CLEARFIELD -- In 1980, Brent Sanders bought a beat-up, 16-year-old Ford Mustang for $700, a hunting rifle and a .22 pistol.
"You should have seen the look on the face of the lady at the Motor Vehicles Department when she asked what I paid for it," Sanders said. "She decided to just put down the $700 and leave the rest off."
After restoring the 1964 1/2 Mustang, the vehicle's first model, Sanders painted the car pink because "everyone else had a red one." A few years later, Sanders gave in and repainted his car red.
Sanders, 59, not only still drives his Mustang to work every day and to Hogle Zoo with two car seats in the back for his grandchildren, but he also displays the classic car at various car shows.
"People enjoy looking at it," said Sanders, of Layton. "I know every nut and bolt of it."
Sanders' Mustang was one of several classic and antique cars at Friday's car show and carnival hosted by Rocky Mountain Care Center and Chancellor Gardens assisted living center. The two centers closed 1500 East, the road separating them, and had the classic cars park along the street. At the end of the street was a Tumble Bus, a former yellow school bus that has been turned into a indoor playground.
When the kids were not sliding out of the back of the bus and the adults were not admiring the cars, they all enjoyed hot dogs, drinks and other snacks.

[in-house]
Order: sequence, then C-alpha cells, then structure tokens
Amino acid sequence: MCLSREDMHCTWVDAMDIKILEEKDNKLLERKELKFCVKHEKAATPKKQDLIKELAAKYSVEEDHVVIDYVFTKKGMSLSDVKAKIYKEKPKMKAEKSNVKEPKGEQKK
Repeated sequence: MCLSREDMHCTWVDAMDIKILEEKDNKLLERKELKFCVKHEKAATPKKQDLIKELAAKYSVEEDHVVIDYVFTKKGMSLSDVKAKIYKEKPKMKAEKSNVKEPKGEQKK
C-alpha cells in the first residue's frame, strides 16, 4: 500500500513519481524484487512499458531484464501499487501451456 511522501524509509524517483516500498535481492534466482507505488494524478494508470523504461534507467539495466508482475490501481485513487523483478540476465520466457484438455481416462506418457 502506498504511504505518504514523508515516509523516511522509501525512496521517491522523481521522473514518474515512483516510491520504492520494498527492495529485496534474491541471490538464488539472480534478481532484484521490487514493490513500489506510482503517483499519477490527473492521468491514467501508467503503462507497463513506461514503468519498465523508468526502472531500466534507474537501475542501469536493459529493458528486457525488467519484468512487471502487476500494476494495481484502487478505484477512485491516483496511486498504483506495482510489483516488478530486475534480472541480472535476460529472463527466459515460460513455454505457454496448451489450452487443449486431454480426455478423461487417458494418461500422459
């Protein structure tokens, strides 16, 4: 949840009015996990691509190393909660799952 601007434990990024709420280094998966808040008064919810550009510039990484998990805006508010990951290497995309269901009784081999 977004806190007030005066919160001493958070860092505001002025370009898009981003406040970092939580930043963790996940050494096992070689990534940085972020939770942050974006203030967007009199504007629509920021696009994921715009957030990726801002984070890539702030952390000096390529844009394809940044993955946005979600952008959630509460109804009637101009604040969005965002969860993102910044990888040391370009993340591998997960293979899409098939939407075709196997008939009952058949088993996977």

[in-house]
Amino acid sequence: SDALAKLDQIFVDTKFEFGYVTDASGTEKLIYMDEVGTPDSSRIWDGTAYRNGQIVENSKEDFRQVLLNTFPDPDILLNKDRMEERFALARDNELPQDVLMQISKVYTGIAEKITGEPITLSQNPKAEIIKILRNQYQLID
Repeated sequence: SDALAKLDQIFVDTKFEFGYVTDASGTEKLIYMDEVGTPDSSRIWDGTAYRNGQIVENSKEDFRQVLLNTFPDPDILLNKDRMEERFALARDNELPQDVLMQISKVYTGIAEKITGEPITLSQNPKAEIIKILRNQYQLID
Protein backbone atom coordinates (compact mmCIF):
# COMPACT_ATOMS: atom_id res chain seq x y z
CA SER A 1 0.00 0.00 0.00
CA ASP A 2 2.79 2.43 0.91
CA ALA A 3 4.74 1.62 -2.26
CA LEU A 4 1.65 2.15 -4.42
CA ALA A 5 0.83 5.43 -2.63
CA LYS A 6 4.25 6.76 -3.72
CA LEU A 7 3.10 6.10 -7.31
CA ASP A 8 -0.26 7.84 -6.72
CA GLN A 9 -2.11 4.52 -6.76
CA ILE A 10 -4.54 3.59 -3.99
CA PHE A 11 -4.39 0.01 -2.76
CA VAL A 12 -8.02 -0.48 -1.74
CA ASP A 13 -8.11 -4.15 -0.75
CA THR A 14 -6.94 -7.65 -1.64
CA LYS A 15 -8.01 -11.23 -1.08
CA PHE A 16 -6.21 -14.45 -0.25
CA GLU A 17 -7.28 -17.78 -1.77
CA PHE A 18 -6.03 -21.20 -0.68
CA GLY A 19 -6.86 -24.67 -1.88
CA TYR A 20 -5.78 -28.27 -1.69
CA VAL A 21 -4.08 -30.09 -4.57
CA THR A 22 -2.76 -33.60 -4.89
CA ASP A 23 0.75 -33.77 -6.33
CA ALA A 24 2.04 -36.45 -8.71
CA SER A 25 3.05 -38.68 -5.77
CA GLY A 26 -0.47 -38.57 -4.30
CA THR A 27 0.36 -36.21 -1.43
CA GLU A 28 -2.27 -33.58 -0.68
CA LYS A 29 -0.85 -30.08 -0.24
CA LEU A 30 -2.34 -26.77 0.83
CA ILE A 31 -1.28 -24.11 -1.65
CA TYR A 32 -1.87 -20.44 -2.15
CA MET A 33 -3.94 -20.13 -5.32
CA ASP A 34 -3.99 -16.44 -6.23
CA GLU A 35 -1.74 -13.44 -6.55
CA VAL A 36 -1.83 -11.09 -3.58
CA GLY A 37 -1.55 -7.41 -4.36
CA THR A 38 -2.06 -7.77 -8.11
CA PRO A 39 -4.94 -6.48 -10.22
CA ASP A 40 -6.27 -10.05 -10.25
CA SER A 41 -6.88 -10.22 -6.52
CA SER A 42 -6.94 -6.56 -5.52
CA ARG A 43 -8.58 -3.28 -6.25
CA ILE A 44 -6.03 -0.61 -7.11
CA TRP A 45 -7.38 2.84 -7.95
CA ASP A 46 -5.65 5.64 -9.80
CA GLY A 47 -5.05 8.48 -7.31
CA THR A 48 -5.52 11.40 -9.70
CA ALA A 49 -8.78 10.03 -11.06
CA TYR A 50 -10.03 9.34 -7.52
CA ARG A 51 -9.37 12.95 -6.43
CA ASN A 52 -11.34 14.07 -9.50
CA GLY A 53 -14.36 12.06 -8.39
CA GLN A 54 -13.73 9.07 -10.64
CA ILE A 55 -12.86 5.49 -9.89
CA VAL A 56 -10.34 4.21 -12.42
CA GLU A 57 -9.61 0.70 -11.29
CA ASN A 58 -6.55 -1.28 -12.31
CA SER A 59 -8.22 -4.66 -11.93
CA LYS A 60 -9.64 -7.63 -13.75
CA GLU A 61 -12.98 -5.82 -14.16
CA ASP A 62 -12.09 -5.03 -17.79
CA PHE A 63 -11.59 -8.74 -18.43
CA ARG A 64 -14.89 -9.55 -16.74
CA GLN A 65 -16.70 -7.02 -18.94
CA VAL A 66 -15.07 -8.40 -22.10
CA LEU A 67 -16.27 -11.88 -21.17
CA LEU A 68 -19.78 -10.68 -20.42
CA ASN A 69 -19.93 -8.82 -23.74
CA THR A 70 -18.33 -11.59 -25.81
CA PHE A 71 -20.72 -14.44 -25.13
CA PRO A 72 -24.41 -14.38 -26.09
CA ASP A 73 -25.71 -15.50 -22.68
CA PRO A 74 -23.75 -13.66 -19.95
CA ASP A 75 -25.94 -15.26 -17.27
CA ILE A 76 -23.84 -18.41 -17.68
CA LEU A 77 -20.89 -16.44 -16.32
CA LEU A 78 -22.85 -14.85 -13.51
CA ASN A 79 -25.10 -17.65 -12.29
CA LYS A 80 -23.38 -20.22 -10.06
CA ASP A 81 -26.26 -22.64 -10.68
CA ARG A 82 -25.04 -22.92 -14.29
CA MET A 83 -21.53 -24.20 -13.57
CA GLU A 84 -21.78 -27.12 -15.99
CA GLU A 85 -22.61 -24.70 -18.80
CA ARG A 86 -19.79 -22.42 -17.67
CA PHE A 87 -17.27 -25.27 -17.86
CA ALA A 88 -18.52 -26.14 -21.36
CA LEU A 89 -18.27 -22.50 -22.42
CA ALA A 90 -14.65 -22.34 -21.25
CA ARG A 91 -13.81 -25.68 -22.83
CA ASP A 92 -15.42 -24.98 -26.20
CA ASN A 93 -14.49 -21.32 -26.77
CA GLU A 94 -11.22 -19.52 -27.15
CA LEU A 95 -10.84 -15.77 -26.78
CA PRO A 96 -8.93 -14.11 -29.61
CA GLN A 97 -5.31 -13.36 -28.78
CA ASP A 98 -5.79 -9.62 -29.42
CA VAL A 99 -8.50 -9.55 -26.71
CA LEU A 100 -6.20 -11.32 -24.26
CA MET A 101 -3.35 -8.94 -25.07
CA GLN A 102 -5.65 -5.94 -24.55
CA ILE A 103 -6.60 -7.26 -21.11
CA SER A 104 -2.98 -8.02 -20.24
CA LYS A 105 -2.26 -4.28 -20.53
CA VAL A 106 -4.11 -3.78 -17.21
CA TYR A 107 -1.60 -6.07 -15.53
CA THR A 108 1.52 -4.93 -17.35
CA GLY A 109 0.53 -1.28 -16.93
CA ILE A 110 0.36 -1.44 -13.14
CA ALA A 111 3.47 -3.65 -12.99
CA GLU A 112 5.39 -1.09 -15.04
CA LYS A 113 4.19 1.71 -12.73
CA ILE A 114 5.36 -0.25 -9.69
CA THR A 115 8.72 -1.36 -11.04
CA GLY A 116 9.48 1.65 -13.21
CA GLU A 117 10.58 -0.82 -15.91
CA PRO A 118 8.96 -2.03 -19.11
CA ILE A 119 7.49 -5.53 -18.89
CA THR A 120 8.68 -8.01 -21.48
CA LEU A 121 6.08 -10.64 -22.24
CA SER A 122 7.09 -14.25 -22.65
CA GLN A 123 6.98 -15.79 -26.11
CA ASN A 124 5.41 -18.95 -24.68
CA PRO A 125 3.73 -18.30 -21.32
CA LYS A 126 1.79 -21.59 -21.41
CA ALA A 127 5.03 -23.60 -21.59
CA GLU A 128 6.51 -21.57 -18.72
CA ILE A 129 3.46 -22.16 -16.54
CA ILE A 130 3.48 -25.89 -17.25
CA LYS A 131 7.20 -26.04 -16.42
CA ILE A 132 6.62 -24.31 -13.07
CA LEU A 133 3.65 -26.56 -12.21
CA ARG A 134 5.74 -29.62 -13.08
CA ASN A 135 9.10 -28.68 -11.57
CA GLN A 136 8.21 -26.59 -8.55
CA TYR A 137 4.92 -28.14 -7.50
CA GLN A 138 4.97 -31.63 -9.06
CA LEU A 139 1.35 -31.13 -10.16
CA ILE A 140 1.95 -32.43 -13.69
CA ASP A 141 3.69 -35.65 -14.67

"It's a way to bring everybody together," said Madeline McDonald, patient resource manager at Rocky Mountain Care. "The residents and their families look forward to this every year."
The event started out as a small car show and snacks for the residents of Rocky Mountain Care and their families. Now in its seventh year, everyone involved looks forward to the car show as a time when they can look at the old hot rods and reminisce about younger days.
"I used to have a 1964 Galaxie 500 hardtop, but I got too old to take care of it," Jim Mitchell, 75, said with a smile. "Yep, I sure do miss my car."
Mitchell, a resident at Rocky Mountain Care, said he used to go to all the car shows to enjoy looking around.
Mitchell's aunt, Betty Abrams, 89, is also staying at Rocky Mountain Care. While she might not be as excited about seeing the cars as her nephew, she does like the carnival atmosphere.
"It's fun to see the people having a good time with the music and the food," Abrams said.
Having people enjoy themselves while visiting with loved ones is the main purpose of the car show, and a reason why the event has grown each year.
"It's an opportunity for our residents and their families to take advantage of something we take for granted," said Jeff Fletcher, administrator at Rocky Mountain Care. "Plus, it's a different kind of visit for them than the normal visit of sitting inside in a room."